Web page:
I would put this ensemble up against any of the ensembles I have seen at the downtown theatrical powerhouses with massive budgets and Broadway stars. They are remarkable dancers and excellent singers. And even though they don’t have a lot of dialogue, they sell their characters with their expressions. The way they lock eyes with the audience is mesmerizing.

The ensemble includes Jenny Couch, Ciara Hickey, Alex Iacobucci, Lacey Jack, Samira Jasmine, Katie Kotila, Justin Payton Nelson, Mollyanne Nunn, Jordan “J.Ro” Ordonez, Kaitlyn Pasquinelli, Dane Strange, and Eustance J. William. Swings and understudies include Adeera Harris, Wilson Paul Hicken, Jenny Rudnick, Bob Sanders, and John Locke.

Honestly, the ensemble is so good that it is almost painful to point out any particular standouts, because they are all outstanding. However, there are a few of the singer/dancer/actors who had just a touch extra in their footwork, their voice, and the electricity in their eyes. Extra kudos to Mollyanne Nunn, Katie Kotila, Jordan “J.Ro” Ordonez, and Ciara Hickey.

Of course the leads aren’t that shabby either. Okay, that’s in jest. The leads are incredible.

Connor Ripperger is the title character and he plays it like it was created just for him. He has a sweet and tender voice that is utterly expressive and conveys both deep and subtle emotions. Sometimes to get a performer with this quality of singing, the director has to chose to sacrifice the acting quality of the role. No such dilemma here.

Ripperger’s characterization of Pippin is astonishingly fresh and downright spectacular. He plays the comedy. He plays the drama. He plays the confusion. He plays the ambition. He plays the heroism. He plays the failure. He plays the lover. And, ultimately he plays a man trying to figure out his place in the world – if there is one. It is all magnificent.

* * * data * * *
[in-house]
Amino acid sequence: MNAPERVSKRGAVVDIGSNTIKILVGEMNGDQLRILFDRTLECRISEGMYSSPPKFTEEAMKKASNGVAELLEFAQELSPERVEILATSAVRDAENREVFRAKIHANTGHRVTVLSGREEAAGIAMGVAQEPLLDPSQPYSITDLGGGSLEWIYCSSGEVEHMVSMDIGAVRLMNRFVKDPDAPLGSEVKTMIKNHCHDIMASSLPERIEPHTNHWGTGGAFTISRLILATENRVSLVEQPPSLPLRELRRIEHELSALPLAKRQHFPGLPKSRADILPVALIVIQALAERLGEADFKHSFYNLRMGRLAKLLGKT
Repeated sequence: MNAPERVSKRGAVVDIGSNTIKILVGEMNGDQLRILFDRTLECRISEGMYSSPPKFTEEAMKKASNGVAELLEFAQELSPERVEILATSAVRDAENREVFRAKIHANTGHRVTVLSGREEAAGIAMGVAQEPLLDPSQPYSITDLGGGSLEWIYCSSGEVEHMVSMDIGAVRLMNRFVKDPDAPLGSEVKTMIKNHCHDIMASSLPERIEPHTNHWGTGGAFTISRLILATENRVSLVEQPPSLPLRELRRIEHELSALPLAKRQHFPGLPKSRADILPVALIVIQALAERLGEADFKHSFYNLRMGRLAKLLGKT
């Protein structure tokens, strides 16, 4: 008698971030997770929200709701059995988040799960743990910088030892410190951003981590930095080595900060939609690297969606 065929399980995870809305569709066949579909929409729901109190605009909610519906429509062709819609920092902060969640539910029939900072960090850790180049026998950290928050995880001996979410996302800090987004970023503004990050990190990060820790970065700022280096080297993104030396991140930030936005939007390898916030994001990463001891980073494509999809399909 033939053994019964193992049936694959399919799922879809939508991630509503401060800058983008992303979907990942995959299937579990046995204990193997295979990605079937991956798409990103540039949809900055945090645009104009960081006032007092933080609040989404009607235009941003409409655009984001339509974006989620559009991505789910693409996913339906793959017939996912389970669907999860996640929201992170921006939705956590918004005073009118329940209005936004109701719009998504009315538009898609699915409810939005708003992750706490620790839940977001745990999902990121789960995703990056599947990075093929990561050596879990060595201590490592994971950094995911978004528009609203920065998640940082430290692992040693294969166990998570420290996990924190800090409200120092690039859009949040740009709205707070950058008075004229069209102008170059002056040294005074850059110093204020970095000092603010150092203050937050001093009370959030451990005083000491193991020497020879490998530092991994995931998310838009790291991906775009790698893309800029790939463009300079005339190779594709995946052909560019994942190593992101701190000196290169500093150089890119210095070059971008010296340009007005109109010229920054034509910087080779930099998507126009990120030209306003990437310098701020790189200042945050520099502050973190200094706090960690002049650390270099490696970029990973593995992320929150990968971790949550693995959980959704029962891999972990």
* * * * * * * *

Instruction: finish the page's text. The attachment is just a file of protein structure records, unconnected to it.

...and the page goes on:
The Leading Player, a character created by Fosse, in the master of ceremonies for the production, leading a group of performers to guide Pippin through his story and motivate him to thrill the audience at the end with a grand finale that will be remembered through all time. For Music Theater Works the role is played with sass, devilish charm, and sinister smiles by Sonia Goldberg. She is a powerhouse vocalist and actress who captures the audience right away and never lets go.

Pippin’s father Charlemagne is played delightfully by Thomas M. Shea. Like Ripperger as Pippin, Shea knows when to be dramatic, when to be comedic, and when to be downright outrageous. For it is very clear that outrageous and over-the-top are qualities that Dougan has encouraged in his performers and it works!


Thanks to Shea’s ingenious acting and hair, wig, and makeup designer Alice Salazar and assistant Melanie Saso, Charlemagne is a bigger than life clown that would fit right in with Mayor McCheese and Ronald McDonald.